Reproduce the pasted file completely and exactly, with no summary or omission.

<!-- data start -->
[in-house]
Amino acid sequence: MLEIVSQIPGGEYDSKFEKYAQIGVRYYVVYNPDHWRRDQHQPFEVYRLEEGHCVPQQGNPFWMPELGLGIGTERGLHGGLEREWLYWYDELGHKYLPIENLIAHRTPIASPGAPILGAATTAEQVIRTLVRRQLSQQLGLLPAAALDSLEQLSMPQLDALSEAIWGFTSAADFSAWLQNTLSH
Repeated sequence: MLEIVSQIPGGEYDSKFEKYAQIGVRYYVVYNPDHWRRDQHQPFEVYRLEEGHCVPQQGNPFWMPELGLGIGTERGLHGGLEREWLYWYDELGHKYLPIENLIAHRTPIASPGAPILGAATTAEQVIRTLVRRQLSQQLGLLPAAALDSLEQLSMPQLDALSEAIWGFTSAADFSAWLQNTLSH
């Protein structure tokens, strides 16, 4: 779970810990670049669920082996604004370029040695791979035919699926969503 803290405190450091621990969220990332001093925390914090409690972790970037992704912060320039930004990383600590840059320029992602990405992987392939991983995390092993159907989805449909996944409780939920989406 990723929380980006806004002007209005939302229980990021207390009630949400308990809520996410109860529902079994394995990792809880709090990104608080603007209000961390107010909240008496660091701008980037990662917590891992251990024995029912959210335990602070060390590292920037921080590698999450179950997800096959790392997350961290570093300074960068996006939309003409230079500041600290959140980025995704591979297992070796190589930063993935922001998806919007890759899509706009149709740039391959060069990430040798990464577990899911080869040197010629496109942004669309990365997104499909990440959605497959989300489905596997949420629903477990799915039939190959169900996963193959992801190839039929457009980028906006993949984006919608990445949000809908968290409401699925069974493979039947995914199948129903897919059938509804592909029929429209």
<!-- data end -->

[in-house]
Amino acid sequence: MLEIVSQIPGGEYDSKFEKYAQIGVRYYVVYNPDHWRRDQHQPFEVYRLEEGHCVPQQGNPFWMPELGLGIGTERGLHGGLEREWLYWYDELGHKYLPIENLIAHRTPIASPGAPILGAATTAEQVIRTLVRRQLSQQLGLLPAAALDSLEQLSMPQLDALSEAIWGFTSAADFSAWLQNTLSH
Repeated sequence: MLEIVSQIPGGEYDSKFEKYAQIGVRYYVVYNPDHWRRDQHQPFEVYRLEEGHCVPQQGNPFWMPELGLGIGTERGLHGGLEREWLYWYDELGHKYLPIENLIAHRTPIASPGAPILGAATTAEQVIRTLVRRQLSQQLGLLPAAALDSLEQLSMPQLDALSEAIWGFTSAADFSAWLQNTLSH
């Protein structure tokens, strides 16, 4: 779970810990670049669920082996604004370029040695791979035919699926969503 803290405190450091621990969220990332001093925390914090409690972790970037992704912060320039930004990383600590840059320029992602990405992987392939991983995390092993159907989805449909996944409780939920989406 990723929380980006806004002007209005939302229980990021207390009630949400308990809520996410109860529902079994394995990792809880709090990104608080603007209000961390107010909240008496660091701008980037990662917590891992251990024995029912959210335990602070060390590292920037921080590698999450179950997800096959790392997350961290570093300074960068996006939309003409230079500041600290959140980025995704591979297992070796190589930063993935922001998806919007890759899509706009149709740039391959060069990430040798990464577990899911080869040197010629496109942004669309990365997104499909990440959605497959989300489905596997949420629903477990799915039939190959169900996963193959992801190839039929457009980028906006993949984006919608990445949000809908968290409401699925069974493979039947995914199948129903897919059938509804592909029929429209």